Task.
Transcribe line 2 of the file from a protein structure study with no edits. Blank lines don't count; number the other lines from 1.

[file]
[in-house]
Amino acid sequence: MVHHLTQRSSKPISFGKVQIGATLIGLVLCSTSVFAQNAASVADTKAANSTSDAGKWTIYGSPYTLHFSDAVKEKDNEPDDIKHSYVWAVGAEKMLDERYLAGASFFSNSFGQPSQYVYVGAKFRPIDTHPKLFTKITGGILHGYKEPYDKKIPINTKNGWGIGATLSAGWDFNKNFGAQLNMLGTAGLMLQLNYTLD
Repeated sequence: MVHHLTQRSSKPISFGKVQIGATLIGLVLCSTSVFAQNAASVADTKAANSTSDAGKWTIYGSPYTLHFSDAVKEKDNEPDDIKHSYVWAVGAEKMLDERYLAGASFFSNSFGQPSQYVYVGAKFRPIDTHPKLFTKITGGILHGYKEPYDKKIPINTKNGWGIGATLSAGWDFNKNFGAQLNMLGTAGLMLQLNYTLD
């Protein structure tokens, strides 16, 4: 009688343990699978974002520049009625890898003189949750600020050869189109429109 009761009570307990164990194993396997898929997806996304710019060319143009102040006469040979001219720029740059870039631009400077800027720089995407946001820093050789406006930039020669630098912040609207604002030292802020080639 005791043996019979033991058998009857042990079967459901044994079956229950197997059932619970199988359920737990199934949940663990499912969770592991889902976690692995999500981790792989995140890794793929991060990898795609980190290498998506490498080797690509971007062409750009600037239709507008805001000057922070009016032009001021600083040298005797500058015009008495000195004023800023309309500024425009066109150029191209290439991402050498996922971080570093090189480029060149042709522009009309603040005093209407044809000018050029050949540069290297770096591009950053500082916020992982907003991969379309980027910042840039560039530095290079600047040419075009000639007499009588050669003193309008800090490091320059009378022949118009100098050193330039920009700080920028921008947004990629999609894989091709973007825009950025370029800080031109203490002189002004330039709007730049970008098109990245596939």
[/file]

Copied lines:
Amino acid sequence: MVHHLTQRSSKPISFGKVQIGATLIGLVLCSTSVFAQNAASVADTKAANSTSDAGKWTIYGSPYTLHFSDAVKEKDNEPDDIKHSYVWAVGAEKMLDERYLAGASFFSNSFGQPSQYVYVGAKFRPIDTHPKLFTKITGGILHGYKEPYDKKIPINTKNGWGIGATLSAGWDFNKNFGAQLNMLGTAGLMLQLNYTLD